Interpol and member countries collaborate, as both organisers and participants, in several activities, such as providing support for operations or investigations, with the aim of improving environmental security all over the world.
It has several projects that aim to help the police everywhere with their investigations in this field, with training activities, operational support, information exchange and analysis of criminal information.
Crimes against the environment are carried out in a range of ways:
- Crimes against wildlife: Interpol participates in specific interventions involving law enforcement, like operationThunderbird, which was designed to increase the effect of sustainability measures and the conservation of wildlife and vegetation.
- Fishing crimes: operational and investigative activities are coordinated on a world and regional scale, but with a special interest to give support to developing countries in cases of related offences.
- Forest crimes: training and operational support for organisms responsible for applying the law in countries that import or export wood. The objective is to improve the response of member states to criminals involved in illegal felling and deforestation, as well as tax evasion, corruption, faking documentsand laundering of capital.
- Contamination and related offences: Interpol emphasises the operation“30 days of action”, developed in the summer of 2017 and focused on illegal dumping and the illegal commerce related to dangerous waste. Information was givenabout 483 people and 264 companies were accused of crimes and offences related to the illegal treatment of waste, and 1.5 million tons of waste were located.
Interpol is part of the International Consortium on Combating Wildlife Crimes (ICCWC), which aims to reinforce penal justice system sand provide coordinated support on a national, regional and international scale, to combat crime against wildlife and forests.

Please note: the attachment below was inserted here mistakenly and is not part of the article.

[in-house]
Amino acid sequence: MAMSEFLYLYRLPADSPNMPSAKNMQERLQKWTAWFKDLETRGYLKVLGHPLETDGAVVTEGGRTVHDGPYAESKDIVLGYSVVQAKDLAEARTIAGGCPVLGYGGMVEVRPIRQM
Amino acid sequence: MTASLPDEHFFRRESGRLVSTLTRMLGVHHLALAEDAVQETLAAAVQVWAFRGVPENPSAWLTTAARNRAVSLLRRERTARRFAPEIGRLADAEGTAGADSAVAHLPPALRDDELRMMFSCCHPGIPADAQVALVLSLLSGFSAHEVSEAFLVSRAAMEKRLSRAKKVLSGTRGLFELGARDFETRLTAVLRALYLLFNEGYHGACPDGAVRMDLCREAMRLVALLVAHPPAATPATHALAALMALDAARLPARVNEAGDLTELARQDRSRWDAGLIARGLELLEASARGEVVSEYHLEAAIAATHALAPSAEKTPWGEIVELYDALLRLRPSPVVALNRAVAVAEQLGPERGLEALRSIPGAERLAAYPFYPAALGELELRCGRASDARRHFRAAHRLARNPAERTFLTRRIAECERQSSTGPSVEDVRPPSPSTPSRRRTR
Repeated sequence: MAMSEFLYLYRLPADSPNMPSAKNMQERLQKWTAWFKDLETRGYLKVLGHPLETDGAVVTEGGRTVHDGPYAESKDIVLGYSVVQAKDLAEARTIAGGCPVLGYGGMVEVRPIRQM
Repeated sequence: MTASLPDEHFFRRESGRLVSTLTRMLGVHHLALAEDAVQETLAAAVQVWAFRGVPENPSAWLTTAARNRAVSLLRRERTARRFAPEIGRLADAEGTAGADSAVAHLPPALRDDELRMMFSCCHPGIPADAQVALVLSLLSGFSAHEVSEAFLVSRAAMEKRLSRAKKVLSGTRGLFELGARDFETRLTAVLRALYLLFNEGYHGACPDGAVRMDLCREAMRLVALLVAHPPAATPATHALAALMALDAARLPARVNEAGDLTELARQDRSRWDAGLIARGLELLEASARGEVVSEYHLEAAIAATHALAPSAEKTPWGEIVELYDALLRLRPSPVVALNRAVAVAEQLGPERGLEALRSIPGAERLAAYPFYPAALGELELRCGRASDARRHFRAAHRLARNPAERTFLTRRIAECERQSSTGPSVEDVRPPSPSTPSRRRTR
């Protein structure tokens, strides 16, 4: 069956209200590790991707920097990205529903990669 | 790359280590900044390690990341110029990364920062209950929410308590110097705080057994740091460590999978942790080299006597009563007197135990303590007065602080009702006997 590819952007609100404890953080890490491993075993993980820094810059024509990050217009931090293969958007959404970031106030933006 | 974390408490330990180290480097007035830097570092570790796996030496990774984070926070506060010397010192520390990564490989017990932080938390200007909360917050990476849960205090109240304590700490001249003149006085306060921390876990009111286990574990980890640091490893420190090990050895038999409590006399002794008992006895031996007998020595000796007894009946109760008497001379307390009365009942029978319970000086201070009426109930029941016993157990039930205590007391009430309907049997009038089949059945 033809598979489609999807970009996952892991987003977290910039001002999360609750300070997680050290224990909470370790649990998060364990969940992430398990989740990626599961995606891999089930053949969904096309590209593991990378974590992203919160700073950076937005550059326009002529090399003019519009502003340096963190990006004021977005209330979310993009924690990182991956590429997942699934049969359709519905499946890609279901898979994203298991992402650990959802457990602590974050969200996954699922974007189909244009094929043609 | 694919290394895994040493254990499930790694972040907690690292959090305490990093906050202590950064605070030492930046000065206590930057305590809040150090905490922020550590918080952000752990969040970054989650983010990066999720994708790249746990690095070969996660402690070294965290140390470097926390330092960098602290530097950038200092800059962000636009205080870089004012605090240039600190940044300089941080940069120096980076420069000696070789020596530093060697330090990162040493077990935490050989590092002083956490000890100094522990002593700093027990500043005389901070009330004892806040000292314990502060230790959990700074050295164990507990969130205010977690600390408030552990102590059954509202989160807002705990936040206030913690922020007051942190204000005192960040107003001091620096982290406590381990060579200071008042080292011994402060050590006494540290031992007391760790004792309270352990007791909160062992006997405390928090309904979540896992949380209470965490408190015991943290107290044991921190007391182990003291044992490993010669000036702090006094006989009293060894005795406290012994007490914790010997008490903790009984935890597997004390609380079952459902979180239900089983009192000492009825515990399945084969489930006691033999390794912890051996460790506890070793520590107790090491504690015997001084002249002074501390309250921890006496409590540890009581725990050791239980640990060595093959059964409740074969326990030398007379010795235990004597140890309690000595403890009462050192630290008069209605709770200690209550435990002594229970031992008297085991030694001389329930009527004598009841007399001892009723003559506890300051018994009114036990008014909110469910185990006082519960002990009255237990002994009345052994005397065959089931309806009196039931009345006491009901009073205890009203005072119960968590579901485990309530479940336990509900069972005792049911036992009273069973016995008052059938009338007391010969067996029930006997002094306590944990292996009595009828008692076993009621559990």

Concurrently, Interpol can give technical and investigative support in specific cases with investigation support teams. These teams are composed of law-enforcement agents and analysts with specialised knowledge in the forensic, analytical and technical field, and with competences in the world of crime.
It also organises investigation and analysis meetings related to cases so that investigators from different countries and regions can discuss transnational cases of common interest or exchange information.
Finally, the so-called NEST groups –National Environmental Security Teams– are multidisciplinary teams of experts from different national organisms, among these the police, the customs service, ministries responsible for the environment and the prosecutors.
Analysis of criminal information facilitates the decision-making processfor investigators, governing bodies and other interlocutors of law enforcement agencies and guarantees a focus on Police activities based on strategic information.
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